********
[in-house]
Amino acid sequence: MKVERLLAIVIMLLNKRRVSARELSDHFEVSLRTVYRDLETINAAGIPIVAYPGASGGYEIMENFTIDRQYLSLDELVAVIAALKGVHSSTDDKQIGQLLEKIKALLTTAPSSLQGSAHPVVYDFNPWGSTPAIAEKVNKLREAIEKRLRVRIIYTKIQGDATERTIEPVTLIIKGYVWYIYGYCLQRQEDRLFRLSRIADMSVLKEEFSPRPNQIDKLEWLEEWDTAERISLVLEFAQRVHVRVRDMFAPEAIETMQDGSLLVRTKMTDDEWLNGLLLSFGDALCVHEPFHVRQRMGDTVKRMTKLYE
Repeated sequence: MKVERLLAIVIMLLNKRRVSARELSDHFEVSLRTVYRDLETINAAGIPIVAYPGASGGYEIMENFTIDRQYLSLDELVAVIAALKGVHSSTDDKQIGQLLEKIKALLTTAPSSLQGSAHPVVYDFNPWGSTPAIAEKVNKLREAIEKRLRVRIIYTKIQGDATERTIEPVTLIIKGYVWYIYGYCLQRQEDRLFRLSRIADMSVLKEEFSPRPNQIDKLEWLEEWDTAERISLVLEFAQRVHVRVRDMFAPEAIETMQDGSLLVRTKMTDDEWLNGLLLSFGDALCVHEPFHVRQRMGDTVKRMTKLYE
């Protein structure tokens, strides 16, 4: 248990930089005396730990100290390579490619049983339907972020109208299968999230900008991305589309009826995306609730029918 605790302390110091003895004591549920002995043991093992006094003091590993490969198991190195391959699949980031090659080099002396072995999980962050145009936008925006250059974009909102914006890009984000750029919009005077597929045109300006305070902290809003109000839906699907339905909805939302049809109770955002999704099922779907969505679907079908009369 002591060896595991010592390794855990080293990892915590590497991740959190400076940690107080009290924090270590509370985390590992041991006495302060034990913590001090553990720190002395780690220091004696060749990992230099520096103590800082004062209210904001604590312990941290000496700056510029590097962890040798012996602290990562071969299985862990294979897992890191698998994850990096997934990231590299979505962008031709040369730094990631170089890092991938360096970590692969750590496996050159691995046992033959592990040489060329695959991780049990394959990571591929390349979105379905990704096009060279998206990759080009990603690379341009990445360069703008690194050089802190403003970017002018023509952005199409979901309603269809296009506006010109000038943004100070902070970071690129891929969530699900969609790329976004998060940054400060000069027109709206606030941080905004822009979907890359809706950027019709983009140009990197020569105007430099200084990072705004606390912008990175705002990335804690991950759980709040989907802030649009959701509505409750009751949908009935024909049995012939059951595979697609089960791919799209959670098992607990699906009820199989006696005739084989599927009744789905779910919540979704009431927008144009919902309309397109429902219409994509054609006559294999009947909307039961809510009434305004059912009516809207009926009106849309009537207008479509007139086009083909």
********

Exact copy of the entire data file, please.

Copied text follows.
[in-house]
Amino acid sequence: MKVERLLAIVIMLLNKRRVSARELSDHFEVSLRTVYRDLETINAAGIPIVAYPGASGGYEIMENFTIDRQYLSLDELVAVIAALKGVHSSTDDKQIGQLLEKIKALLTTAPSSLQGSAHPVVYDFNPWGSTPAIAEKVNKLREAIEKRLRVRIIYTKIQGDATERTIEPVTLIIKGYVWYIYGYCLQRQEDRLFRLSRIADMSVLKEEFSPRPNQIDKLEWLEEWDTAERISLVLEFAQRVHVRVRDMFAPEAIETMQDGSLLVRTKMTDDEWLNGLLLSFGDALCVHEPFHVRQRMGDTVKRMTKLYE
Repeated sequence: MKVERLLAIVIMLLNKRRVSARELSDHFEVSLRTVYRDLETINAAGIPIVAYPGASGGYEIMENFTIDRQYLSLDELVAVIAALKGVHSSTDDKQIGQLLEKIKALLTTAPSSLQGSAHPVVYDFNPWGSTPAIAEKVNKLREAIEKRLRVRIIYTKIQGDATERTIEPVTLIIKGYVWYIYGYCLQRQEDRLFRLSRIADMSVLKEEFSPRPNQIDKLEWLEEWDTAERISLVLEFAQRVHVRVRDMFAPEAIETMQDGSLLVRTKMTDDEWLNGLLLSFGDALCVHEPFHVRQRMGDTVKRMTKLYE
């Protein structure tokens, strides 16, 4: 248990930089005396730990100290390579490619049983339907972020109208299968999230900008991305589309009826995306609730029918 605790302390110091003895004591549920002995043991093992006094003091590993490969198991190195391959699949980031090659080099002396072995999980962050145009936008925006250059974009909102914006890009984000750029919009005077597929045109300006305070902290809003109000839906699907339905909805939302049809109770955002999704099922779907969505679907079908009369 002591060896595991010592390794855990080293990892915590590497991740959190400076940690107080009290924090270590509370985390590992041991006495302060034990913590001090553990720190002395780690220091004696060749990992230099520096103590800082004062209210904001604590312990941290000496700056510029590097962890040798012996602290990562071969299985862990294979897992890191698998994850990096997934990231590299979505962008031709040369730094990631170089890092991938360096970590692969750590496996050159691995046992033959592990040489060329695959991780049990394959990571591929390349979105379905990704096009060279998206990759080009990603690379341009990445360069703008690194050089802190403003970017002018023509952005199409979901309603269809296009506006010109000038943004100070902070970071690129891929969530699900969609790329976004998060940054400060000069027109709206606030941080905004822009979907890359809706950027019709983009140009990197020569105007430099200084990072705004606390912008990175705002990335804690991950759980709040989907802030649009959701509505409750009751949908009935024909049995012939059951595979697609089960791919799209959670098992607990699906009820199989006696005739084989599927009744789905779910919540979704009431927008144009919902309309397109429902219409994509054609006559294999009947909307039961809510009434305004059912009516809207009926009106849309009537207008479509007139086009083909």